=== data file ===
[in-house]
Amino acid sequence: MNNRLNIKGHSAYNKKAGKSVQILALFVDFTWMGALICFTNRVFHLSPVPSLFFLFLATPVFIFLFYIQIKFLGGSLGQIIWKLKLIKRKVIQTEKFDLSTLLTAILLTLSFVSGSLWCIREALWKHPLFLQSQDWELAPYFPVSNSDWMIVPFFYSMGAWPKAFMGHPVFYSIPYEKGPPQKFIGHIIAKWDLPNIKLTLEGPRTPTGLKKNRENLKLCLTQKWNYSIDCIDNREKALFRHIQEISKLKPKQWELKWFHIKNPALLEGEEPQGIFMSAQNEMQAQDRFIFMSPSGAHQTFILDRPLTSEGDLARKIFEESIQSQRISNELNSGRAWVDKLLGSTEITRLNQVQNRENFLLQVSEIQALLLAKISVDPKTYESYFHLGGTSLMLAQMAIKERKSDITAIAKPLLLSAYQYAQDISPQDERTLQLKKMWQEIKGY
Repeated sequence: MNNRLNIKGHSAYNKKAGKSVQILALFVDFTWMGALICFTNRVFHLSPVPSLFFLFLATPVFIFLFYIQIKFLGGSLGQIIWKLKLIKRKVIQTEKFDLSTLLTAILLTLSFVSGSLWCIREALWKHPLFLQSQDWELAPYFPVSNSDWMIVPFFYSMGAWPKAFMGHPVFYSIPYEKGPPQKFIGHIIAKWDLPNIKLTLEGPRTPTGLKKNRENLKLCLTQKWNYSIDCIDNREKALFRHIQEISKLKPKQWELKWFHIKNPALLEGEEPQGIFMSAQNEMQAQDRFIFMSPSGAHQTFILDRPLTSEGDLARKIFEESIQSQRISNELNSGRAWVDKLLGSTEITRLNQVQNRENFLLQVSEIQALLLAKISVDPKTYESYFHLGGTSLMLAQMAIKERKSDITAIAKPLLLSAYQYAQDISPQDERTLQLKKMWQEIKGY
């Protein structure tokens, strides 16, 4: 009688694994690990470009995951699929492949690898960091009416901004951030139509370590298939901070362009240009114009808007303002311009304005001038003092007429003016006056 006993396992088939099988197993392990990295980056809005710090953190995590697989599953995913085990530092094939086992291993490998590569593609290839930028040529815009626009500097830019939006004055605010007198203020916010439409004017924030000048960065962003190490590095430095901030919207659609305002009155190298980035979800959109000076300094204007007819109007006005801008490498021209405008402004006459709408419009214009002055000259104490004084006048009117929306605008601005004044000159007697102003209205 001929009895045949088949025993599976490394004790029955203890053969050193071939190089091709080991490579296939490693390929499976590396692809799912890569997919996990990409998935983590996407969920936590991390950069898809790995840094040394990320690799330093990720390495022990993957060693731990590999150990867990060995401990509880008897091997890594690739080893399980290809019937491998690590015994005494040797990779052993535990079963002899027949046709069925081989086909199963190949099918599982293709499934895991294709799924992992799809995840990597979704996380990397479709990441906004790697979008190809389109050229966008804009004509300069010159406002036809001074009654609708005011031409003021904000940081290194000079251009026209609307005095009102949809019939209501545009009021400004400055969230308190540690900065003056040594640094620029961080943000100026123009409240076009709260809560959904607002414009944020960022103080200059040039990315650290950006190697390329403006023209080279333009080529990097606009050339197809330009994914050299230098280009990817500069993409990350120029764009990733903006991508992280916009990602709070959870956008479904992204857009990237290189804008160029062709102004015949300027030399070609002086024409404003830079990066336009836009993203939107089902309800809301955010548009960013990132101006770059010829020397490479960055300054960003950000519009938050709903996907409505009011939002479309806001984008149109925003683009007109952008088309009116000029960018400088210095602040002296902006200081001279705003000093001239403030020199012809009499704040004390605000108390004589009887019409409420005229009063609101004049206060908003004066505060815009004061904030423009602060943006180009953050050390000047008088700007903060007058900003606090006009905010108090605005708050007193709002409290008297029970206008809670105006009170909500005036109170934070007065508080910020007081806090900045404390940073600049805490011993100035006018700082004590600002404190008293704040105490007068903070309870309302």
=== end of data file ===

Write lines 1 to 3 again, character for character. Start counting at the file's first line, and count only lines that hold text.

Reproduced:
[in-house]
Amino acid sequence: MNNRLNIKGHSAYNKKAGKSVQILALFVDFTWMGALICFTNRVFHLSPVPSLFFLFLATPVFIFLFYIQIKFLGGSLGQIIWKLKLIKRKVIQTEKFDLSTLLTAILLTLSFVSGSLWCIREALWKHPLFLQSQDWELAPYFPVSNSDWMIVPFFYSMGAWPKAFMGHPVFYSIPYEKGPPQKFIGHIIAKWDLPNIKLTLEGPRTPTGLKKNRENLKLCLTQKWNYSIDCIDNREKALFRHIQEISKLKPKQWELKWFHIKNPALLEGEEPQGIFMSAQNEMQAQDRFIFMSPSGAHQTFILDRPLTSEGDLARKIFEESIQSQRISNELNSGRAWVDKLLGSTEITRLNQVQNRENFLLQVSEIQALLLAKISVDPKTYESYFHLGGTSLMLAQMAIKERKSDITAIAKPLLLSAYQYAQDISPQDERTLQLKKMWQEIKGY
Repeated sequence: MNNRLNIKGHSAYNKKAGKSVQILALFVDFTWMGALICFTNRVFHLSPVPSLFFLFLATPVFIFLFYIQIKFLGGSLGQIIWKLKLIKRKVIQTEKFDLSTLLTAILLTLSFVSGSLWCIREALWKHPLFLQSQDWELAPYFPVSNSDWMIVPFFYSMGAWPKAFMGHPVFYSIPYEKGPPQKFIGHIIAKWDLPNIKLTLEGPRTPTGLKKNRENLKLCLTQKWNYSIDCIDNREKALFRHIQEISKLKPKQWELKWFHIKNPALLEGEEPQGIFMSAQNEMQAQDRFIFMSPSGAHQTFILDRPLTSEGDLARKIFEESIQSQRISNELNSGRAWVDKLLGSTEITRLNQVQNRENFLLQVSEIQALLLAKISVDPKTYESYFHLGGTSLMLAQMAIKERKSDITAIAKPLLLSAYQYAQDISPQDERTLQLKKMWQEIKGY